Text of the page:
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Why Am I Talking?

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I Can “Help”

I don’t mean to be arrogant when I offer my thoughts on what you should do about, well, anything. In fact, I think I’m being helpful when I offer my opinion about:

  • your life and how you should run it
  • your relationships and how you should manage them
  • you money and how you should spend it

I think I have good ideas, a unique perspective and a generous spirit. If only you’d listen to me, your situation would be so much better.

But the truth is, I am in no position to tell you (or anyone) how to live life:

  1. I have my own bucket of ‘stuff’ to deal with
  2. No matter how well I know you, I don’t know what the right thing is for you to do
  3. When I offer unsolicited advice, I deprive you of a chance to learn and grow

As I’ve matured (thank goodness I have!), I’ve come to realize that what most people want, in times of stress, is an objective, caring ear. It’s unusual to have a friend who will simply listen, who doesn’t offer their opinion, particularly when it’s unsolicited.

Am I a Listener or a Talker?

Are you the well-meaning advisor or are you the one to whom the unsolicited advice is offered? Maybe you’re neither, congratulations!

If, however, you have that friend who often gives you their assessment of what you should do, even when all you want is someone listen, I’m curious how you handle them. Here’s what I do.

I’ve learned to listen a bit and then change the subject. If they really can’t help offering their advice, I find I don’t talk to them about important things happening in my life. This saves a lot of problems.

It took me a long time to be able to say to, out loud, to my friend or family member, “I just need you to listen to me right now.” Once I could do it, I was a lot happier.

Wait, Why Am I Talking?

I am clear that talking less is desirable. If you’re an introvert, you may already get this, but not necessarily. Just because I’d rather observe than jump into the middle… doesn’t mean that I’m a good listener OR know when to keep my mouth shut. It takes practice and attention to learn how to be a good listener. It’s worthwhile work.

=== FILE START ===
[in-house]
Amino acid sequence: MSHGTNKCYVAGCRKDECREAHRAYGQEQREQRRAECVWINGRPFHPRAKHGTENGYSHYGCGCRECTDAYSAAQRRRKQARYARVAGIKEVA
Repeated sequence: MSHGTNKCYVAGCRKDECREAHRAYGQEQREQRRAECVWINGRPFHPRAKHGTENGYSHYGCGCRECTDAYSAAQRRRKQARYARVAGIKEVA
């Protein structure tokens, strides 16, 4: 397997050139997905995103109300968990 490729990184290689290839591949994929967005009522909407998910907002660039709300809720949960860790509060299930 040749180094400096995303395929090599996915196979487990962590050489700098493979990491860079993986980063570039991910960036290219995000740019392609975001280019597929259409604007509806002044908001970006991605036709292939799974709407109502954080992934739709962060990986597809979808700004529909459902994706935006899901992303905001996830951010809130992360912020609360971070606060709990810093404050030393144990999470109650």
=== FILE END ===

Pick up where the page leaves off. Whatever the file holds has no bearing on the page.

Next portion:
When my kids were growing up, I wanted to tell them everything they should or shouldn’t do. I tried so hard to hold back. To let them learn themselves what works for them. I tried to show them what I thought was a good way to live, to be in the world, to accept responsibility, to be a citizen of the world. But I’m sure I said more than I should have. When you’re a parent, it’s hard to realize your kids are old enough to make their own decisions. It’s like a tightrope walk!

Even today, I find myself talking and talking… I think, am I adding value, making important points? Sometimes I find I’m just talking just to feel like I fit in, to feel like I matter, like my experience is valuable. I have to practice, all the time, reminding myself… W. A. I.T. why am I talking? W.hy A.m I. T.alking

If you don’t know Desiderata… I recommend checking it out. It starts out… Happy summer.

“Go placidly amid the noise and haste and remember what peace there may be in silence…”Desiderata

1 Response
  • A person on the path
    July 11, 2018

    The right time to speak is an ongoing challenge for me – sometimes staying quiet and listening with an open heart is best for the situation.
    From Buddhism’s Vaca Sutta:
    “Monks, a statement endowed with five factors is well-spoken, not ill-spoken. It is blameless & unfaulted by knowledgeable people. Which five?

    “It is spoken at the right time. It is spoken in truth. It is spoken affectionately. It is spoken beneficially. It is spoken with a mind of good-will.

    “A statement endowed with these five factors is well-spoken, not ill-spoken. It is blameless & unfaulted by knowledgeable people.”

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